Gaining administrator access is the ultimate coup for a system intruder, so protecting administrative privileges needs to be high on your security priorities list. However, safeguarding your administrator accounts is more complicated than merely assigning a good password. Windows NT idiosyncrasies and bugs and insecure default configuration settings constitute a list of security holes that an intruder can exploit to take over your system. Many overworked systems administrators compound this problem by using some common but insecure administrative practices. Understanding these weaknesses is essential to protecting and monitoring your administrator accounts.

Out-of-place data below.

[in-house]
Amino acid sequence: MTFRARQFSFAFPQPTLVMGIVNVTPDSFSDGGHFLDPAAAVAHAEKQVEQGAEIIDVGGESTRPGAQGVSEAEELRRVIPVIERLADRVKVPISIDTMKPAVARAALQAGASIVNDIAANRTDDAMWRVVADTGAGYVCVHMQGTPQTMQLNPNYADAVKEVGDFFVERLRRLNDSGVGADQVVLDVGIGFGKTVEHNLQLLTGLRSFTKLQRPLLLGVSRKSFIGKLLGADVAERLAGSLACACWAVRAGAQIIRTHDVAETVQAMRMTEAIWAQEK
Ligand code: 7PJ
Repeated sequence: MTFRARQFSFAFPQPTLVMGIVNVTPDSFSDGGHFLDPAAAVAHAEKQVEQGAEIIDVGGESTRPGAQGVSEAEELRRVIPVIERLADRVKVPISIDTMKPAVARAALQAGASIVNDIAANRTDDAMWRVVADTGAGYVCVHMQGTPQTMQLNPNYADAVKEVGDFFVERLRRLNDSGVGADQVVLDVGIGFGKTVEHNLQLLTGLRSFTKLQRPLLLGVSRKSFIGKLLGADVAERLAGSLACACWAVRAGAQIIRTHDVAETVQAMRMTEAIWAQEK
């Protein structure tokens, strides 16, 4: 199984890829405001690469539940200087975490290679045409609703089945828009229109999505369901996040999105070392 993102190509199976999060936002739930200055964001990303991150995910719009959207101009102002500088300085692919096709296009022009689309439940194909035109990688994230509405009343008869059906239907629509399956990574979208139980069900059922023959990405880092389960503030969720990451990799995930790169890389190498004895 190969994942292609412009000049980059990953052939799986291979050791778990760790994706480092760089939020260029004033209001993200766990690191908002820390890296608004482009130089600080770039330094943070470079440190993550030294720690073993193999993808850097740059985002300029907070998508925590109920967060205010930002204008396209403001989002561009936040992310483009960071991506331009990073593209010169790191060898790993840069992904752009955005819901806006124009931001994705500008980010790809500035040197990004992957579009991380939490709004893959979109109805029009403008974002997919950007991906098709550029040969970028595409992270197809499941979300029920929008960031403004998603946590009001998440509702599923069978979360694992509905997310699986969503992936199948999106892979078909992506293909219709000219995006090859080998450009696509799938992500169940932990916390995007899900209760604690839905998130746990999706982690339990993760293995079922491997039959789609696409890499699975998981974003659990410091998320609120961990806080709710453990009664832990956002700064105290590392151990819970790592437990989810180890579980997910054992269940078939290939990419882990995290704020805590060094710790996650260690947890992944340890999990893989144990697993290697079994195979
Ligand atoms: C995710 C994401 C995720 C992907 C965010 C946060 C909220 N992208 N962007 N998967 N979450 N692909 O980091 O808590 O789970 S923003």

Administrator Account Vulnerabilities
I discussed NT's administrator vulnerabilities in detail in "NT's Top Security Problems," October 1998. I noted that, because of the Administrator account's design, NT is vulnerable to administrator attacks. You can't delete this all-powerful account; therefore, intruders have a clear target for password guessing. To make matters worse, a default-configured NT system won't lock out the Administrator account after repeated unsuccessful logon attempts, even if you set lockout thresholds in \usermanager\policy\account. Fortunately, you can plug this security hole. First, execute the Passprop utility with the /ADMINLOCKOUT switch enabled. (Passprop is a Microsoft Windows NT 4.0 Resource Kit utility that first appeared in Service Pack 3—SP3.) The Administrator account will be subject to the same lockout policy as all other accounts are.